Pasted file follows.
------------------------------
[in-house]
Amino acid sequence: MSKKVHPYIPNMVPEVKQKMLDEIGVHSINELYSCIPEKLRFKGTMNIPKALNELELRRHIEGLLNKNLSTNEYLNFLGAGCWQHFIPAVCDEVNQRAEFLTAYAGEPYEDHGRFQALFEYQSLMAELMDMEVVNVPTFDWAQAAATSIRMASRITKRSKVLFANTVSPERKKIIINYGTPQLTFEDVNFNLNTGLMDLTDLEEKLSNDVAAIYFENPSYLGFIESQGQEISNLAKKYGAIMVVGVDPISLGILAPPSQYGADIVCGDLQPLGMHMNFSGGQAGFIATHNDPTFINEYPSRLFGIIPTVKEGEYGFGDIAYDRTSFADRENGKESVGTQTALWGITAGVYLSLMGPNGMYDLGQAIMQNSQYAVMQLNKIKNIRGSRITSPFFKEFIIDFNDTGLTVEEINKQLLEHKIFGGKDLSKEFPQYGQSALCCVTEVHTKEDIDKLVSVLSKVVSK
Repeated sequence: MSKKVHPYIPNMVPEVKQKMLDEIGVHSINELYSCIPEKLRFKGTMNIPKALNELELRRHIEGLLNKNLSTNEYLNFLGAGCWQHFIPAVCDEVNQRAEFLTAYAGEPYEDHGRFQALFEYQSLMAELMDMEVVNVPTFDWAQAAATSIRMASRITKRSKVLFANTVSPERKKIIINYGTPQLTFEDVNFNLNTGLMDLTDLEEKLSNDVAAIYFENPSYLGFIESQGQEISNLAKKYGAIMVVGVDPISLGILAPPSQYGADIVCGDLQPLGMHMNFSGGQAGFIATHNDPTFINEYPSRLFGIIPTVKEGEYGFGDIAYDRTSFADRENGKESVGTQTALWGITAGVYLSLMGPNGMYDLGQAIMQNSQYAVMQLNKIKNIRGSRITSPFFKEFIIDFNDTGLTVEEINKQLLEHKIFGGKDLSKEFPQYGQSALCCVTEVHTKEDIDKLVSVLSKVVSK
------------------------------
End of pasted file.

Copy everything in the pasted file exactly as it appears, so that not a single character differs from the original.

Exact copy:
[in-house]
Amino acid sequence: MSKKVHPYIPNMVPEVKQKMLDEIGVHSINELYSCIPEKLRFKGTMNIPKALNELELRRHIEGLLNKNLSTNEYLNFLGAGCWQHFIPAVCDEVNQRAEFLTAYAGEPYEDHGRFQALFEYQSLMAELMDMEVVNVPTFDWAQAAATSIRMASRITKRSKVLFANTVSPERKKIIINYGTPQLTFEDVNFNLNTGLMDLTDLEEKLSNDVAAIYFENPSYLGFIESQGQEISNLAKKYGAIMVVGVDPISLGILAPPSQYGADIVCGDLQPLGMHMNFSGGQAGFIATHNDPTFINEYPSRLFGIIPTVKEGEYGFGDIAYDRTSFADRENGKESVGTQTALWGITAGVYLSLMGPNGMYDLGQAIMQNSQYAVMQLNKIKNIRGSRITSPFFKEFIIDFNDTGLTVEEINKQLLEHKIFGGKDLSKEFPQYGQSALCCVTEVHTKEDIDKLVSVLSKVVSK
Repeated sequence: MSKKVHPYIPNMVPEVKQKMLDEIGVHSINELYSCIPEKLRFKGTMNIPKALNELELRRHIEGLLNKNLSTNEYLNFLGAGCWQHFIPAVCDEVNQRAEFLTAYAGEPYEDHGRFQALFEYQSLMAELMDMEVVNVPTFDWAQAAATSIRMASRITKRSKVLFANTVSPERKKIIINYGTPQLTFEDVNFNLNTGLMDLTDLEEKLSNDVAAIYFENPSYLGFIESQGQEISNLAKKYGAIMVVGVDPISLGILAPPSQYGADIVCGDLQPLGMHMNFSGGQAGFIATHNDPTFINEYPSRLFGIIPTVKEGEYGFGDIAYDRTSFADRENGKESVGTQTALWGITAGVYLSLMGPNGMYDLGQAIMQNSQYAVMQLNKIKNIRGSRITSPFFKEFIIDFNDTGLTVEEINKQLLEHKIFGGKDLSKEFPQYGQSALCCVTEVHTKEDIDKLVSVLSKVVSK